1932

Abstract

Sickle cell disease (SCD) results from a single base pair change in the sixth codon of the β-globin chain of hemoglobin, which promotes aggregation of deoxyhemoglobin, increasing rigidity of red blood cells and causing vaso-occlusive and hemolytic complications. Allogeneic transplant of hematopoietic stem cells (HSCs) can eliminate SCD manifestations but is limited by absence of well-matched donors and immune complications. Gene therapy with transplantation of autologous HSCs that are gene-modified may provide similar benefits without the immune complications. Much progress has been made, and patients are realizing significant clinical improvements in multiple trials using different approaches with lentiviral vector–mediated gene addition to inhibit hemoglobin aggregation. Gene editing approaches are under development to provide additional therapeutic opportunities. Gene therapy for SCD has advanced from an attractive concept to clinical reality.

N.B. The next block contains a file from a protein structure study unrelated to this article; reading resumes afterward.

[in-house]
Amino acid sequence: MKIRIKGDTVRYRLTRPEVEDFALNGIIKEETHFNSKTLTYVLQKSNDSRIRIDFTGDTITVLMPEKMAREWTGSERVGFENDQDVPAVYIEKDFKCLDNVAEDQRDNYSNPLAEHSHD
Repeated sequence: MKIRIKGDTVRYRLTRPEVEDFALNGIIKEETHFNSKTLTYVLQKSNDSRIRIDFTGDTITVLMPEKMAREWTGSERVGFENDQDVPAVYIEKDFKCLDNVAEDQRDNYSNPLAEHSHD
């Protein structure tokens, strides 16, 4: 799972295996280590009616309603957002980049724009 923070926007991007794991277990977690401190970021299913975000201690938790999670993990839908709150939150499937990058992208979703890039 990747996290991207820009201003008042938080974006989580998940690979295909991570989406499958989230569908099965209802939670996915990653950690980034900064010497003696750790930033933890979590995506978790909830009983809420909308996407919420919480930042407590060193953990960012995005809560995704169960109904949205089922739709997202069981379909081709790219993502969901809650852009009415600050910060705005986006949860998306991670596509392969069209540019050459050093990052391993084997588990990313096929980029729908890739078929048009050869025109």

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/content/journals/10.1146/annurev-med-042921-021707
2023-01-27
2024-06-16
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